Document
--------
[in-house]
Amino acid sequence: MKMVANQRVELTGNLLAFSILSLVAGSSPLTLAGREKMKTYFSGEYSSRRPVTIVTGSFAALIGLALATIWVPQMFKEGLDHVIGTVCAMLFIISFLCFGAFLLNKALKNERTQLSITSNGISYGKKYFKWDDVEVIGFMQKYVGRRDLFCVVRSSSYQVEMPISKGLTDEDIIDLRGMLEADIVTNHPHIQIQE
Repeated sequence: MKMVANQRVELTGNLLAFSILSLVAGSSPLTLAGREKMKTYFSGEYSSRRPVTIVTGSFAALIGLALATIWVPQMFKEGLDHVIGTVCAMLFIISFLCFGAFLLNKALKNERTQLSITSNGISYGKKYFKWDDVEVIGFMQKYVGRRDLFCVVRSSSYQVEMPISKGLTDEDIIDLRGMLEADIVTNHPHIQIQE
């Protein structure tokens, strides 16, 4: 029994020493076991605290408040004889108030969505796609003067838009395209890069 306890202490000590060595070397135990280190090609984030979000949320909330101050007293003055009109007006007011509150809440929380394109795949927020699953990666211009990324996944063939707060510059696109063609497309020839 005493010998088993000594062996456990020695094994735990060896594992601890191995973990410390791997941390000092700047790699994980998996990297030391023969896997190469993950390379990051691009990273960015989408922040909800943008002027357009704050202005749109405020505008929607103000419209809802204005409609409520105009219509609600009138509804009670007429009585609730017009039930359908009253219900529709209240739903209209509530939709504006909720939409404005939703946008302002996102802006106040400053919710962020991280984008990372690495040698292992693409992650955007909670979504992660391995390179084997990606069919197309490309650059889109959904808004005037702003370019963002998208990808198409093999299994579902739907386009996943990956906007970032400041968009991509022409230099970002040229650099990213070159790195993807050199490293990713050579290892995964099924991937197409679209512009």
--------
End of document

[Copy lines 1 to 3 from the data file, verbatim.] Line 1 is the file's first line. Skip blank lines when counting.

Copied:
[in-house]
Amino acid sequence: MKMVANQRVELTGNLLAFSILSLVAGSSPLTLAGREKMKTYFSGEYSSRRPVTIVTGSFAALIGLALATIWVPQMFKEGLDHVIGTVCAMLFIISFLCFGAFLLNKALKNERTQLSITSNGISYGKKYFKWDDVEVIGFMQKYVGRRDLFCVVRSSSYQVEMPISKGLTDEDIIDLRGMLEADIVTNHPHIQIQE
Repeated sequence: MKMVANQRVELTGNLLAFSILSLVAGSSPLTLAGREKMKTYFSGEYSSRRPVTIVTGSFAALIGLALATIWVPQMFKEGLDHVIGTVCAMLFIISFLCFGAFLLNKALKNERTQLSITSNGISYGKKYFKWDDVEVIGFMQKYVGRRDLFCVVRSSSYQVEMPISKGLTDEDIIDLRGMLEADIVTNHPHIQIQE